I think it is reasonable for Apple to make people choose between SLI and flexibility. The PCIe 16x slots can each be paired with a 1x slot. If you want to use cards that have huge heat sinks then you loose the 1x slot. If you can cope with having slower cards, eg: the 6600, then you can still have the SLI, and the two obscured slots.

It would be pretty straight forward to pair each 16x with a 1x and then put two PCI-X slots above them ( bigger case required ).
post #11 of 16
SLI is really only addressing a nich market. While I would like it I don't consider it a feature that would generate an increase in sales. SLI really only makes sense when utilized in two ways.

1. Buying one card and then upgrading to a second card in the future.

2. Buying the fastest cards available and utilizing both of them in SLI config.

I'm seeing far too many people talk about using GT6600s in SLI and that makes no sense. Just buy the 6800 and then double up later.

I'm interested in seeing how Apple will handle this transition from PCI-X to PCI Express. 6 slots is expensive but they may have to do that to smooth the transition out some. I think we see their plans come MWSF.
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post #12 of 16
Grr! The bandwidth provided by PCI-e is only needed for graphics cards. There isn't an audio interface card on the market that needs anything faster than 33MHz PCI, and AFAIK there aren't any being made.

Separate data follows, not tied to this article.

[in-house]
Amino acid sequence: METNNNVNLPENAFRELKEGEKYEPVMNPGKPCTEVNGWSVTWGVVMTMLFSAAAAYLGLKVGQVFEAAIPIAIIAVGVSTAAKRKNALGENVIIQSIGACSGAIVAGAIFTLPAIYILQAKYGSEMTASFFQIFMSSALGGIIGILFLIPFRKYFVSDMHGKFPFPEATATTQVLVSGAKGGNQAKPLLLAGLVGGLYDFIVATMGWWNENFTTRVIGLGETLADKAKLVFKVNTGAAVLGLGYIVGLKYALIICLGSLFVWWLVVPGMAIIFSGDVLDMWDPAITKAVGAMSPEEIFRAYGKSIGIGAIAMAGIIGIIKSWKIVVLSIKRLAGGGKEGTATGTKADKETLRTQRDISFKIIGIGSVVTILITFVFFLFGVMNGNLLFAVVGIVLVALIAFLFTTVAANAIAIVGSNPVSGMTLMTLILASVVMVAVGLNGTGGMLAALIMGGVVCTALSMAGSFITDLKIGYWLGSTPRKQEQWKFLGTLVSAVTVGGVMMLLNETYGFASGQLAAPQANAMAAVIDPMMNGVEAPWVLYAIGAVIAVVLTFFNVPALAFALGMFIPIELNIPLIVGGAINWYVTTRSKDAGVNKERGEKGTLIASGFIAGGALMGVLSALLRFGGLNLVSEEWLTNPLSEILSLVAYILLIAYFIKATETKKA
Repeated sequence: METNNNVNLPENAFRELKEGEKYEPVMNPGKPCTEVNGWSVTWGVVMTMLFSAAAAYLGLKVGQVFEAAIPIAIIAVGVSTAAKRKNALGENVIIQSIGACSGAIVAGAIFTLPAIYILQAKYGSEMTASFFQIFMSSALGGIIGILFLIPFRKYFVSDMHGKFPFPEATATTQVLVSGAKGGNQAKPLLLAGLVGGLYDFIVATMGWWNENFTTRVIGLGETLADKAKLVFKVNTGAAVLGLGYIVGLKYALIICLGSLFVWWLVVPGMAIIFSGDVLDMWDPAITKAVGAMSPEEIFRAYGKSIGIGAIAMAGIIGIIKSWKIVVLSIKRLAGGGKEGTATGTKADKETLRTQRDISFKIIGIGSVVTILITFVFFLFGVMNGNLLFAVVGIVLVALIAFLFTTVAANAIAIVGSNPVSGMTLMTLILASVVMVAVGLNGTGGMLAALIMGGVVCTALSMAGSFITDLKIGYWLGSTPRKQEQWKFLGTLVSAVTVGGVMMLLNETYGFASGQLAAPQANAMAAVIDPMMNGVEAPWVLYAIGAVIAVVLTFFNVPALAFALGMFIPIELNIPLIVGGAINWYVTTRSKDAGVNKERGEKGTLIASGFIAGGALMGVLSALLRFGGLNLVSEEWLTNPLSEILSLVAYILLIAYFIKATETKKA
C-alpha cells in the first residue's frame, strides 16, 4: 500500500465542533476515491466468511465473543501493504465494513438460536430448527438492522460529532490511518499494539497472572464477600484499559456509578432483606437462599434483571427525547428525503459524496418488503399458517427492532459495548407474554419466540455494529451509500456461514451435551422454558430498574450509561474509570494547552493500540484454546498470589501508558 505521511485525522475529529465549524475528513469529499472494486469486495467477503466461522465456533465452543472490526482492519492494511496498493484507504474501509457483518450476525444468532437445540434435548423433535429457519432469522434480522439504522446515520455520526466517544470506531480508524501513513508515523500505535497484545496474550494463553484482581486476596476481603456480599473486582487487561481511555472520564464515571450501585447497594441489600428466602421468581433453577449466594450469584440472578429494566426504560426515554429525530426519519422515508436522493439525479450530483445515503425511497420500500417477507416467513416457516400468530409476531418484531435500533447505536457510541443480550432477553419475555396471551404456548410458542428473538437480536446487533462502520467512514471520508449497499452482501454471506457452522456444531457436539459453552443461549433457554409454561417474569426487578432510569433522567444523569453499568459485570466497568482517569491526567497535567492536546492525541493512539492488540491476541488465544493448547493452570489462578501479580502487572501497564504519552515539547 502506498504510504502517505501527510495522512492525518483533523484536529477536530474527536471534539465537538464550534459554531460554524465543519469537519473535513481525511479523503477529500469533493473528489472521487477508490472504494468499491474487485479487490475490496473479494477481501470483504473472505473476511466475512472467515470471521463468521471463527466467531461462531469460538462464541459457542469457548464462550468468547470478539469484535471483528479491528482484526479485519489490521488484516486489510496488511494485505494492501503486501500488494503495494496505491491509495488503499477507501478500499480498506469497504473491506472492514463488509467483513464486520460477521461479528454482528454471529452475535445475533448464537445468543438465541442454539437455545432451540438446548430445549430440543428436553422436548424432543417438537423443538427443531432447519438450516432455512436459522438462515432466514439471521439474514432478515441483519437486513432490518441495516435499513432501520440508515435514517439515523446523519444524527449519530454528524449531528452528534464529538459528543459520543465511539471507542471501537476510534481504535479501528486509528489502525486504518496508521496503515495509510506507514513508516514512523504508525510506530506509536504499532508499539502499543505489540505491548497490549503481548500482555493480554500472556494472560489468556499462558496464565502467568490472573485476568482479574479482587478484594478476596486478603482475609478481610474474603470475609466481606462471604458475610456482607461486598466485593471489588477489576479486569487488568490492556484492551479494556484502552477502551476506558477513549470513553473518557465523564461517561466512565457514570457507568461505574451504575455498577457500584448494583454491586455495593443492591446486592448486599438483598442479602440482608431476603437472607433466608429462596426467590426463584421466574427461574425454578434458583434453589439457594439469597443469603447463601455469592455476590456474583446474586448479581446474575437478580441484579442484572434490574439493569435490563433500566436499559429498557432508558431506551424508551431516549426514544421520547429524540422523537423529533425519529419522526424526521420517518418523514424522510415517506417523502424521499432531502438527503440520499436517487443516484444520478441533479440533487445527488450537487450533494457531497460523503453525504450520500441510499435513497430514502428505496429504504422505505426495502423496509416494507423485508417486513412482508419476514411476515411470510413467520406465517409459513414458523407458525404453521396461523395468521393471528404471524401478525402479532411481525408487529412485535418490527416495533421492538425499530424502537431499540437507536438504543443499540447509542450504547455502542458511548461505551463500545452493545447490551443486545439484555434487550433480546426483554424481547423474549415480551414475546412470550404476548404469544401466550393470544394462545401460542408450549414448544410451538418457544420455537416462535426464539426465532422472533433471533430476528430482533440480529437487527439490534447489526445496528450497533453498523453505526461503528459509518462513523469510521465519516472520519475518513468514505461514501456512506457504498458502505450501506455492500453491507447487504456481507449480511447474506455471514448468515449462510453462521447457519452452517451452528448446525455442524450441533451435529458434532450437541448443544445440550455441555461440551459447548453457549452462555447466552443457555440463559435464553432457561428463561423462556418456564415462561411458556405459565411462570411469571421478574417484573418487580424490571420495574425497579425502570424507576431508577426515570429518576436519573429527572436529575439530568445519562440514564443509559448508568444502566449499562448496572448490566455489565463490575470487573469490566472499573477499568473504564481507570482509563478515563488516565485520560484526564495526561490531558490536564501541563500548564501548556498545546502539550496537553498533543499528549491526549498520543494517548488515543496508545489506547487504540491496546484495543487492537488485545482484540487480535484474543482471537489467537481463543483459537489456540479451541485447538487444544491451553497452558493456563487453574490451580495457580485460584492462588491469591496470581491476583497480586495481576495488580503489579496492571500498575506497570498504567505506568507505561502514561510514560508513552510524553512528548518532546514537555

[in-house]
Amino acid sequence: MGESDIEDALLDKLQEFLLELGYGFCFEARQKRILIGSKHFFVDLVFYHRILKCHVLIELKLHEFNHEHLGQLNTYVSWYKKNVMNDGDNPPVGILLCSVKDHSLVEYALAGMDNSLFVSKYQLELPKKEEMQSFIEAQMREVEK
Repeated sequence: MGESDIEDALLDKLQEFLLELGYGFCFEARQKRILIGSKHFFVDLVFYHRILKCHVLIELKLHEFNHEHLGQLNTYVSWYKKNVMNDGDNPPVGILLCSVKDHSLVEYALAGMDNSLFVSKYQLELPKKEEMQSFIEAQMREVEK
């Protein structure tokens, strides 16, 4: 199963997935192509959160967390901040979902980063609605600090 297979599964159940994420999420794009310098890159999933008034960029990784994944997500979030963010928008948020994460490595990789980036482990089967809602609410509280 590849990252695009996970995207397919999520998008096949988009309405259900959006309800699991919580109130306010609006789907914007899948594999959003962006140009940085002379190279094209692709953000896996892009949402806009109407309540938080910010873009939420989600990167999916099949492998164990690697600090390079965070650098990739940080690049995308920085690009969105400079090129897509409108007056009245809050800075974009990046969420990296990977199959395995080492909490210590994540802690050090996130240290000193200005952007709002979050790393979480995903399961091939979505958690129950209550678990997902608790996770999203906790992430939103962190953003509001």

What we have been seeing, as the manufacturers relentlessly push these bleeding-edge busses on us, is that people who have investments in PCI hardware (some cards cost more than these computers, BTW) simply keep using old hardware. Down the road, I suppose we'll find Firewire or some other solution. The new-fangled slots remain empty and the users can't upgrade. That fits my definition of technological arrogance.

There isn't any reason on earth why a modern G5 computer can't have one or two PCI (not PCI-e, not PCI-X) slots in it. None whatsoever. PCI is plenty fast enough for virtually everything but graphics and high-speed network cards.
post #13 of 16
Quote:
Originally posted by cubist
There isn't any reason on earth why a modern G5 computer can't have one or two PCI (not PCI-e, not PCI-X) slots in it. None whatsoever. PCI is plenty fast enough for virtually everything but graphics and high-speed network cards.

What if I want a freaking fast RAID setup? Those puppies can max out several PCI busses at once.
post #14 of 16
Quote:
Originally posted by cubist
There isn't any reason on earth why a modern G5 computer can't have one or two PCI (not PCI-e, not PCI-X) slots in it.

You actually can have a PCIe 1x slot and a PCI slot coexist in the same slot space.



But this is Apple we are talking about. They have technology arrogance up the wazoo...
post #15 of 16
Quote:
Originally posted by cubist
Grr! The bandwidth provided by PCI-e is only needed for graphics cards.

Not true at all. There ae a number of I/O adapters that are performance limited due to PCI. Granted many of those are for advance usage that most people here don't need but none the less there is big demand for higher performance. It is interesting to note that some of the first PCI-Express cards on the market where not Graphics cards.
Quote: